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Generic name: albumin human systemic

Brand names: Albutein, Plasbumin, Albuminar-5, Buminate, Plasbumin-5, Albumarc, Plasbumin-25, Albuminar-25, Albunex, Plasbumin-20, Alburx, Albumin-Alpine, Human Albumin Grifols, Flexbumin, Plasbumin-25 (Low Aluminum), Albuminar-20, Albuked 5, Albuked, Kedbumin, Albuked 25

Dosage Forms

Excipient information presented when available (limited, particularly for generics); consult specific product labeling. [DSC] = Discontinued product

Solution, Intravenous:

Albumin-ZLB: 5% (250 mL, 500 mL); 25% (50 mL, 100 mL)

Albuminar-5: 5% (250 mL [DSC], 500 mL [DSC])

Albuminar-25: 25% (50 mL [DSC], 100 mL [DSC])

Albutein: 25% (50 mL, 100 mL)

Buminate: 5% (250 mL [DSC], 500 mL [DSC]); 25% (20 mL [DSC])

Plasbumin-5: 5% (50 mL [DSC], 250 mL [DSC])

Plasbumin-25: 25% (20 mL [DSC], 50 mL [DSC], 100 mL [DSC])

Generic: 25% (50 mL, 100 mL)

Solution, Intravenous [preservative free]:

Albuked 5: 5% (250 mL)

Albuked 25: 25% (50 mL, 100 mL)

Albuminex: 5% (250 mL, 500 mL); 25% (50 mL, 100 mL)

AlbuRx: 5% (250 mL, 500 mL)

Albutein: 5% (50 mL, 250 mL, 500 mL); 25% (20 mL, 50 mL, 100 mL)

Flexbumin: 5% (250 mL); 25% (50 mL, 100 mL)

Human Albumin Grifols: 25% (50 mL, 100 mL)

Kedbumin: 25% (50 mL, 100 mL)

Plasbumin-5: 5% (50 mL, 250 mL)

Plasbumin-25: 25% (20 mL, 50 mL, 100 mL)

Generic: 5% (100 mL, 250 mL, 500 mL); 25% (50 mL, 100 mL)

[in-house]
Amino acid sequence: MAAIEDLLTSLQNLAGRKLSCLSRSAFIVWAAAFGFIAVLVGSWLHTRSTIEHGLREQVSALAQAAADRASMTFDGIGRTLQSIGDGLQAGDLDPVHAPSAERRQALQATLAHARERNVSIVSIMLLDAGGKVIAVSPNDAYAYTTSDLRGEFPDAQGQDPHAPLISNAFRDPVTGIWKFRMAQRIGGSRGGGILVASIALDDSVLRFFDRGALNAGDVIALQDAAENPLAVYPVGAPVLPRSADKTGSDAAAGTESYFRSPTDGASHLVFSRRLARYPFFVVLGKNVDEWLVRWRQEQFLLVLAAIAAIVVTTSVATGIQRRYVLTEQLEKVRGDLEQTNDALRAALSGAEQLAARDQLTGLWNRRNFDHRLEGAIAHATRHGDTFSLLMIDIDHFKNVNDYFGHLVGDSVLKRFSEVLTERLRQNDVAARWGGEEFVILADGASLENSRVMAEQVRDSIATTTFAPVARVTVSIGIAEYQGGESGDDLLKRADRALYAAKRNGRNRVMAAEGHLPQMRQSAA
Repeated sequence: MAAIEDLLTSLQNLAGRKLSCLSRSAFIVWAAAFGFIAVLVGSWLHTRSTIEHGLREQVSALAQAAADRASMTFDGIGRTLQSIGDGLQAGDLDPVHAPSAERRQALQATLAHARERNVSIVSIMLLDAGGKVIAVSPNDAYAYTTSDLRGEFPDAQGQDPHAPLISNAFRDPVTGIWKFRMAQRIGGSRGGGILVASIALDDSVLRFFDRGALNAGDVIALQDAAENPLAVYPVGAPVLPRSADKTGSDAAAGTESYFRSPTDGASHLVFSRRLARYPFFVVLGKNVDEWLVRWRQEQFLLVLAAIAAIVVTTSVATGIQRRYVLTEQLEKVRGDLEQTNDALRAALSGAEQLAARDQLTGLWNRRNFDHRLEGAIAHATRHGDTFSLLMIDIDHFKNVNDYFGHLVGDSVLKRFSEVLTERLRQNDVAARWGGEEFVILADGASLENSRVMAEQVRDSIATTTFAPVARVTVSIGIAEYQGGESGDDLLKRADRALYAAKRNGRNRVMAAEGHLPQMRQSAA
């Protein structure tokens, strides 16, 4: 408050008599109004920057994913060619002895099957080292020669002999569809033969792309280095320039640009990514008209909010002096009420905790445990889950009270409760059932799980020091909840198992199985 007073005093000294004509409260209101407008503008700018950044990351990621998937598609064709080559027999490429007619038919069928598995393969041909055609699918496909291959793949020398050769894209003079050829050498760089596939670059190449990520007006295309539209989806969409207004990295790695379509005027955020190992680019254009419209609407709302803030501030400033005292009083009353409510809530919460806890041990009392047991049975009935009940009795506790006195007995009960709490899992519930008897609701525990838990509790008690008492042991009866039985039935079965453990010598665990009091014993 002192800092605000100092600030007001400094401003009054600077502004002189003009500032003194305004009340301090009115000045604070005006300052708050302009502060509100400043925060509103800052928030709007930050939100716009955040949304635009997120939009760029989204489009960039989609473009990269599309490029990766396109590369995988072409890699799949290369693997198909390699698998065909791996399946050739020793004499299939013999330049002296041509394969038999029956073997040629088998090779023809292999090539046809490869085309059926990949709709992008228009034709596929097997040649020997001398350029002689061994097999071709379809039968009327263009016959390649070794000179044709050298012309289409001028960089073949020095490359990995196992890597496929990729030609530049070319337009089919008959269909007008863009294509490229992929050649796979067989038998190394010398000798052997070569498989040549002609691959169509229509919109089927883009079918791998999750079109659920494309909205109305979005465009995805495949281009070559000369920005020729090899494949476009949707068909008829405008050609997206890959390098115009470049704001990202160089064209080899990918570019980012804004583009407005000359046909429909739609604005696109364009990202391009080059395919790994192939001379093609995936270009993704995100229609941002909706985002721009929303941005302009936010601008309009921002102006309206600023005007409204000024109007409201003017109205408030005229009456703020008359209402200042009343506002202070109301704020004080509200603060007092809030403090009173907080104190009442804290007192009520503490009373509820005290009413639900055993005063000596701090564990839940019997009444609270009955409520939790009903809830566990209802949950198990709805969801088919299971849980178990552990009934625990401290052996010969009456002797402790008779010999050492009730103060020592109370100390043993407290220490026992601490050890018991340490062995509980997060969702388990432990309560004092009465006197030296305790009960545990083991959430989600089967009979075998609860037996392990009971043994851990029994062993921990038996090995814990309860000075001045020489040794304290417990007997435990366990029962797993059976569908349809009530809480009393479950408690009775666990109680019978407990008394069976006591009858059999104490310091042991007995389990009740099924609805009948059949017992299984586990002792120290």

Mechanism of Action

Provides increase in intravascular oncotic pressure and causes mobilization of fluids from interstitial into intravascular space


Half-Life Elimination

Half-life: 15 to 20 days

Use: Labeled Indications

Acute respiratory distress syndrome (25% solution only): To correct interstitial pulmonary edema and hypoproteinemia associated with acute respiratory distress syndrome in conjunction with diuretics.

Cirrhotic ascites, adjunct treatment: To maintain intravascular volume following removal of large-volume paracentesis in cirrhotic patients.

Erythrocyte resuspension: To avoid excessive hypoproteinemia, during certain types of exchange transfusion, or with the use of very large volumes or previously frozen or washed red cells.

Hypovolemia: Plasma volume expansion and maintenance of intravascular volume in the emergency treatment of hypovolemia (with or without shock).